all carries, and the result must be $00. The padding bytes at the end of the
line, should they exist, should not be included in checksum. But it doesn't
really matter if they are, for their influence will be 0 anyway.
The byte count cc
counts the number of bytes in the current record minus
4. So only the number of address bytes and the data bytes are counted and not
the first 4 bytes of the record (checksum, byte count and format flags). The
byte count can have any value from 0 to 255.
Usually records have 32 data bytes. It is not recommended to send too many data
bytes in a record for that may increase the transmission time in case of
errors. Also avoid sending only a few data bytes per record, because the
address overhead will be too heavy in comparison to the payload.
This is a 2 byte number, indicating what format is represented in this record.
Only a few formats are available, so we actually waste 1 byte in each record
for the sake of having multiples of 4 bytes.
Format code 0 means that the address field in this record is to be treated as
the absolute address where the first data byte of the record should be stored.
Format code 1 means that the address field in this record is missing. Simply the
last known address of the previous record +1 is used to store the first data
byte. As if the FPC format wasn't fast enough already ;‐)
Format code 2 means that the address field in this record is to be treated as a
relative address. Relative to what is not really clear. The relative address
will remain in effect until an absolute address is received again.
The first data byte of the record is stored in the address specified by the
Address field aaaaaaaa
. After storing that data byte, the address is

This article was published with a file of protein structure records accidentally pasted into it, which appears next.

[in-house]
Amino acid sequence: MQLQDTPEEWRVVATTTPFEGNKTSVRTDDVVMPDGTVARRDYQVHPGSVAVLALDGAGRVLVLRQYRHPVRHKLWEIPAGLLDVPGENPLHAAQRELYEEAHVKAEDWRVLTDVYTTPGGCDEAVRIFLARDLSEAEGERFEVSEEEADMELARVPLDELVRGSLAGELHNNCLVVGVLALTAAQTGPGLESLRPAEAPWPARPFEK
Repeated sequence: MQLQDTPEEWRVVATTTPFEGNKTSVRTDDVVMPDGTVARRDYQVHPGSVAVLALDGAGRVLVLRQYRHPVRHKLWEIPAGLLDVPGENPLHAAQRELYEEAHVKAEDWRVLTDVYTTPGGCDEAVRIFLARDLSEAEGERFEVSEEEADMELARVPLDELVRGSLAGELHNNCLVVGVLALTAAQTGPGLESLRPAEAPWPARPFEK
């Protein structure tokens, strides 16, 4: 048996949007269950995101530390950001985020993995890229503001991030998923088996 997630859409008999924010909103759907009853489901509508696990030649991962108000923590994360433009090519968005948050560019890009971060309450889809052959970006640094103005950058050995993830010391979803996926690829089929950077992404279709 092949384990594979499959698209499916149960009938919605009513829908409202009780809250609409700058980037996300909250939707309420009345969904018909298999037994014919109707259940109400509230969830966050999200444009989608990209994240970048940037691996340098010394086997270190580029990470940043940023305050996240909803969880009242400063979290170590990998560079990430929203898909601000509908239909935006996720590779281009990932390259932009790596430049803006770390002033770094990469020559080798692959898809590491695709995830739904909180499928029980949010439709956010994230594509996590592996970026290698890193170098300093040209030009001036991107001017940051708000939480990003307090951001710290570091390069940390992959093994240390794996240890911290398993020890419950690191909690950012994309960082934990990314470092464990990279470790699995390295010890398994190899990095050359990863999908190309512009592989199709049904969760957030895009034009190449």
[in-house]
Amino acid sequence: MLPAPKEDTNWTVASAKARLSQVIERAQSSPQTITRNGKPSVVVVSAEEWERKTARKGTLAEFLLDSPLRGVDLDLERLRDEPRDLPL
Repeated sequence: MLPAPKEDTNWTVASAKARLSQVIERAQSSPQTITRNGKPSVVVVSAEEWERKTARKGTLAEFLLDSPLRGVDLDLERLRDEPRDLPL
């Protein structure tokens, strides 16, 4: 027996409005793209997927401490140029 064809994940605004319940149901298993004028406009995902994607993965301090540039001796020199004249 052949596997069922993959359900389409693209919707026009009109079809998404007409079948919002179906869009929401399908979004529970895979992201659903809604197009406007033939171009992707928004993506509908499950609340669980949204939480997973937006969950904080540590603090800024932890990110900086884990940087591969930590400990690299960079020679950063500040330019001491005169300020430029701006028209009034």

incremented by 1 to point to the address for the next data byte of the record.
And so on, until all data bytes are stored.
The length of the address field is always 4 bytes, if present of course. So the
address range for the FPC format is always 2**32.
If only the address field is given, without any data bytes, the address will be
set as starting address for records that have no address field.
Addresses between records are non sequential. There may be gaps in the
addressing or the address pointer may even point to lower addresses as before
in the same file. But every time the sequence of addressing must be changed, a
format 0 record must be used. Addressing within one single record is
sequential of course.
This field contains 0 or more data bytes. The actual number of data bytes is
indicated by the byte count in the beginning of the record less the number of
address bytes. The first data byte is stored in the location indicated by the
address in the address field. After that the address is incremented by 1 and
the next data byte is stored in that new location. This continues until all
bytes are stored. If there are not enough data bytes to obtain a multiple of 4
we use 0x00 as padding bytes at the end of the record. These padding bytes are
ignored on the receiving side.
End of file is recognized if the first four bytes of the record all contain
0x00. In base 85 this will be “$%%%%%”. This is the only decent
way to terminate the file.
In general, binary data will expand in sized by approximately 1.7 times when
represented with this format.
Now it's time for an example. In the first table you can see the byte
representation of the file to be transferred. The 4th row of bytes is not a
multiple of 4 bytes. But that does not matter, for we append $00 bytes at the
end until we do have a multiple of 4 bytes. These padding bytes are not
counted in the byte count however!
Only after converting the bytes to base 85 we get the records of the FPC type
file format presented in the next table. Note that there is always a multiple
of 5 characters to represent a multiple of 4 bytes in each record.
As you can see the length of the lines is clearly shorter than the original
This man page was taken from the above Web page. It was written by San Bergmans
For extra points: Who invented this format? Where is it used?